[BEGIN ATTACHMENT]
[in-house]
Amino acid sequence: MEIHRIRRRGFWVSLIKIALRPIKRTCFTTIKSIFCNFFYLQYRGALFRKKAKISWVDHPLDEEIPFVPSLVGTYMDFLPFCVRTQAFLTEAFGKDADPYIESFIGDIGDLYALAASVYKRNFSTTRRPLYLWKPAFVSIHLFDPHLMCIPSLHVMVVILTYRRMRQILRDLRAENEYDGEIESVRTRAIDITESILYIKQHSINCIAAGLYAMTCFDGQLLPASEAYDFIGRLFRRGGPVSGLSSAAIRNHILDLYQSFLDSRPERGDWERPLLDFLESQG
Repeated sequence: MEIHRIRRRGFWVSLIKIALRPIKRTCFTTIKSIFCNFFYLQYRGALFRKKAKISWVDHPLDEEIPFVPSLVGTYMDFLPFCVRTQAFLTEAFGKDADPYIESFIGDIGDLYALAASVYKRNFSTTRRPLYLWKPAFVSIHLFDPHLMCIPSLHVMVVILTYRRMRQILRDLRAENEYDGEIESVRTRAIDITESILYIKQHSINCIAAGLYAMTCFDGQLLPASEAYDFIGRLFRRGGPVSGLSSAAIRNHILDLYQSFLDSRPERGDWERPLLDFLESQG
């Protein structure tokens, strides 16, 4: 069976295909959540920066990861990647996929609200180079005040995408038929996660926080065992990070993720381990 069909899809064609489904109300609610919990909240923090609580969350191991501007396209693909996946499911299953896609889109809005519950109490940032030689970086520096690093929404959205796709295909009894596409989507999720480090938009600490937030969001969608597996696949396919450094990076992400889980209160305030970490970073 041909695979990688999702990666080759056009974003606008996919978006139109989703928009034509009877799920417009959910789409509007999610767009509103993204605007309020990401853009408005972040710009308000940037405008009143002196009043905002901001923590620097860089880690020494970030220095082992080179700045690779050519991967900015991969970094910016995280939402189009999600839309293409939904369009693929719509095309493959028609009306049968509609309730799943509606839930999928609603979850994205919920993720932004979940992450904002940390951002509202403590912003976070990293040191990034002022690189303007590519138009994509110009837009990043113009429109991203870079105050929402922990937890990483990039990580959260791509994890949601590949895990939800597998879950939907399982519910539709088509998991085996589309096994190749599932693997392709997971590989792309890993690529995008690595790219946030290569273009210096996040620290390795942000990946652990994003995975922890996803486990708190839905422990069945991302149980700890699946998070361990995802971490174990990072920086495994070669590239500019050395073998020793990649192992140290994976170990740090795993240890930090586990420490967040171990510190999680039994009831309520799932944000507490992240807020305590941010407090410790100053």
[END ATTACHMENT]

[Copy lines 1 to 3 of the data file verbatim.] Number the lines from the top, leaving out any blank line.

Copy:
[in-house]
Amino acid sequence: MEIHRIRRRGFWVSLIKIALRPIKRTCFTTIKSIFCNFFYLQYRGALFRKKAKISWVDHPLDEEIPFVPSLVGTYMDFLPFCVRTQAFLTEAFGKDADPYIESFIGDIGDLYALAASVYKRNFSTTRRPLYLWKPAFVSIHLFDPHLMCIPSLHVMVVILTYRRMRQILRDLRAENEYDGEIESVRTRAIDITESILYIKQHSINCIAAGLYAMTCFDGQLLPASEAYDFIGRLFRRGGPVSGLSSAAIRNHILDLYQSFLDSRPERGDWERPLLDFLESQG
Repeated sequence: MEIHRIRRRGFWVSLIKIALRPIKRTCFTTIKSIFCNFFYLQYRGALFRKKAKISWVDHPLDEEIPFVPSLVGTYMDFLPFCVRTQAFLTEAFGKDADPYIESFIGDIGDLYALAASVYKRNFSTTRRPLYLWKPAFVSIHLFDPHLMCIPSLHVMVVILTYRRMRQILRDLRAENEYDGEIESVRTRAIDITESILYIKQHSINCIAAGLYAMTCFDGQLLPASEAYDFIGRLFRRGGPVSGLSSAAIRNHILDLYQSFLDSRPERGDWERPLLDFLESQG